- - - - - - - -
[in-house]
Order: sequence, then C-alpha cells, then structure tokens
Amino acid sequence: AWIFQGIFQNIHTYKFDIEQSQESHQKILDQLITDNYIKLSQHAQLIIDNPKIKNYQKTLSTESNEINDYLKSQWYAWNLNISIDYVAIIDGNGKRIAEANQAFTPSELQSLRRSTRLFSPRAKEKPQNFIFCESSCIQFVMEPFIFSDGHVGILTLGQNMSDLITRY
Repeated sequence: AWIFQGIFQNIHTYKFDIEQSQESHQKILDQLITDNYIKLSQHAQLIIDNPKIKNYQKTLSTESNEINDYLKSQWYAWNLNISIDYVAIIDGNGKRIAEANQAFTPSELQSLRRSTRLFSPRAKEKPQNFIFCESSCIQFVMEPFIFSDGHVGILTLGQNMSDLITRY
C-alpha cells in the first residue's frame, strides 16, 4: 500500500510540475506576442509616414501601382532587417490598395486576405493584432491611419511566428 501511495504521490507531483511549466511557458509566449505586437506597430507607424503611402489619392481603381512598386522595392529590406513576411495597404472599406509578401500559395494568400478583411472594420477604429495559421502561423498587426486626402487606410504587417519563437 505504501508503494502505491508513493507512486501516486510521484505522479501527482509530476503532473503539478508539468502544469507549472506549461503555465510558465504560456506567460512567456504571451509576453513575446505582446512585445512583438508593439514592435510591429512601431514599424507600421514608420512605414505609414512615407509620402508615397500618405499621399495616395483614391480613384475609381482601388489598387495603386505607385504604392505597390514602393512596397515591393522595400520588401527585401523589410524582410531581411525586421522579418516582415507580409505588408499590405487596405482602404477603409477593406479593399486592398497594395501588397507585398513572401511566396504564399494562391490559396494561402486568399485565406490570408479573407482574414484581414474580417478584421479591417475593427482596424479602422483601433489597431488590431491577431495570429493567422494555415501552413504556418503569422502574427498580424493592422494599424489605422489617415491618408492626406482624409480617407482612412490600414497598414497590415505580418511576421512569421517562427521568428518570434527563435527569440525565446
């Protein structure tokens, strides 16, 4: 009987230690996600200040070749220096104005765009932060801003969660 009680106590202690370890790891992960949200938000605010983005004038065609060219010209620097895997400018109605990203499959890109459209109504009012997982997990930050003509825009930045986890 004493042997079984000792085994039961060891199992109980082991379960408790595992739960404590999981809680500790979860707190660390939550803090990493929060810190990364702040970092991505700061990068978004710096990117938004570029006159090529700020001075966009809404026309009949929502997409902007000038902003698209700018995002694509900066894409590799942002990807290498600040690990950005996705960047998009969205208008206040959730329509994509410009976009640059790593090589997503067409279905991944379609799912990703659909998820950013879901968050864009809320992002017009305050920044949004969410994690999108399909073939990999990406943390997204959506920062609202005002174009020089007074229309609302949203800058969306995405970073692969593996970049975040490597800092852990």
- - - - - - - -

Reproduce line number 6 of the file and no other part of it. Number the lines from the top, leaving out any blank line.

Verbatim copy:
């Protein structure tokens, strides 16, 4: 009987230690996600200040070749220096104005765009932060801003969660 009680106590202690370890790891992960949200938000605010983005004038065609060219010209620097895997400018109605990203499959890109459209109504009012997982997990930050003509825009930045986890 004493042997079984000792085994039961060891199992109980082991379960408790595992739960404590999981809680500790979860707190660390939550803090990493929060810190990364702040970092991505700061990068978004710096990117938004570029006159090529700020001075966009809404026309009949929502997409902007000038902003698209700018995002694509900066894409590799942002990807290498600040690990950005996705960047998009969205208008206040959730329509994509410009976009640059790593090589997503067409279905991944379609799912990703659909998820950013879901968050864009809320992002017009305050920044949004969410994690999108399909073939990999990406943390997204959506920062609202005002174009020089007074229309609302949203800058969306995405970073692969593996970049975040490597800092852990």